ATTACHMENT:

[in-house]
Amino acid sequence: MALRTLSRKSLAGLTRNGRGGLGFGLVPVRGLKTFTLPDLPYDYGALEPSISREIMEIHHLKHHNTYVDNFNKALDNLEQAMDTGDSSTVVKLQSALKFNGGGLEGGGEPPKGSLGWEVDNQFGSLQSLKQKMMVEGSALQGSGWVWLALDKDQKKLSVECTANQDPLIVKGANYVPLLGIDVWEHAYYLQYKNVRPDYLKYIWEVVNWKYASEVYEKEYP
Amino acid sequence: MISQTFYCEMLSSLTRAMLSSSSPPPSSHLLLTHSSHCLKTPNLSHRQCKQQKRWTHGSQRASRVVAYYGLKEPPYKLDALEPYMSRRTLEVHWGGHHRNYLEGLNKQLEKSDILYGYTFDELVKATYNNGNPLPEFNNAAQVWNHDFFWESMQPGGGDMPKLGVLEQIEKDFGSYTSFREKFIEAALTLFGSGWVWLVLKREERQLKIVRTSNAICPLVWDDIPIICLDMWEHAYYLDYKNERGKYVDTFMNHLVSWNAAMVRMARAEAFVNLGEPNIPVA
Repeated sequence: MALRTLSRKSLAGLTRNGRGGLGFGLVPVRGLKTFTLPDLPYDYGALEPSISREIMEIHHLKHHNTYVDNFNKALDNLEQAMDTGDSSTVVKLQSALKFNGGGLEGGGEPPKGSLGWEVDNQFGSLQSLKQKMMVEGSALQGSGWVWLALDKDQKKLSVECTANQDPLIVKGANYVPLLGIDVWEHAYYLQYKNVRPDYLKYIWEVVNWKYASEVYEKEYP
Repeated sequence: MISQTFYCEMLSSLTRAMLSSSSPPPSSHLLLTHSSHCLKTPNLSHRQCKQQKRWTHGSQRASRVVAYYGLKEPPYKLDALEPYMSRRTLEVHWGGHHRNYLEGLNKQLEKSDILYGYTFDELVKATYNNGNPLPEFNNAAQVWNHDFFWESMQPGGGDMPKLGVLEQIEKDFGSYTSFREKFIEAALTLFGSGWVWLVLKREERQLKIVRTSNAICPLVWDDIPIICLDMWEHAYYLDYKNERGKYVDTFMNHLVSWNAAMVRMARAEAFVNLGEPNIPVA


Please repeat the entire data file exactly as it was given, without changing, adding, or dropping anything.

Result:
[in-house]
Amino acid sequence: MALRTLSRKSLAGLTRNGRGGLGFGLVPVRGLKTFTLPDLPYDYGALEPSISREIMEIHHLKHHNTYVDNFNKALDNLEQAMDTGDSSTVVKLQSALKFNGGGLEGGGEPPKGSLGWEVDNQFGSLQSLKQKMMVEGSALQGSGWVWLALDKDQKKLSVECTANQDPLIVKGANYVPLLGIDVWEHAYYLQYKNVRPDYLKYIWEVVNWKYASEVYEKEYP
Amino acid sequence: MISQTFYCEMLSSLTRAMLSSSSPPPSSHLLLTHSSHCLKTPNLSHRQCKQQKRWTHGSQRASRVVAYYGLKEPPYKLDALEPYMSRRTLEVHWGGHHRNYLEGLNKQLEKSDILYGYTFDELVKATYNNGNPLPEFNNAAQVWNHDFFWESMQPGGGDMPKLGVLEQIEKDFGSYTSFREKFIEAALTLFGSGWVWLVLKREERQLKIVRTSNAICPLVWDDIPIICLDMWEHAYYLDYKNERGKYVDTFMNHLVSWNAAMVRMARAEAFVNLGEPNIPVA
Repeated sequence: MALRTLSRKSLAGLTRNGRGGLGFGLVPVRGLKTFTLPDLPYDYGALEPSISREIMEIHHLKHHNTYVDNFNKALDNLEQAMDTGDSSTVVKLQSALKFNGGGLEGGGEPPKGSLGWEVDNQFGSLQSLKQKMMVEGSALQGSGWVWLALDKDQKKLSVECTANQDPLIVKGANYVPLLGIDVWEHAYYLQYKNVRPDYLKYIWEVVNWKYASEVYEKEYP
Repeated sequence: MISQTFYCEMLSSLTRAMLSSSSPPPSSHLLLTHSSHCLKTPNLSHRQCKQQKRWTHGSQRASRVVAYYGLKEPPYKLDALEPYMSRRTLEVHWGGHHRNYLEGLNKQLEKSDILYGYTFDELVKATYNNGNPLPEFNNAAQVWNHDFFWESMQPGGGDMPKLGVLEQIEKDFGSYTSFREKFIEAALTLFGSGWVWLVLKREERQLKIVRTSNAICPLVWDDIPIICLDMWEHAYYLDYKNERGKYVDTFMNHLVSWNAAMVRMARAEAFVNLGEPNIPVA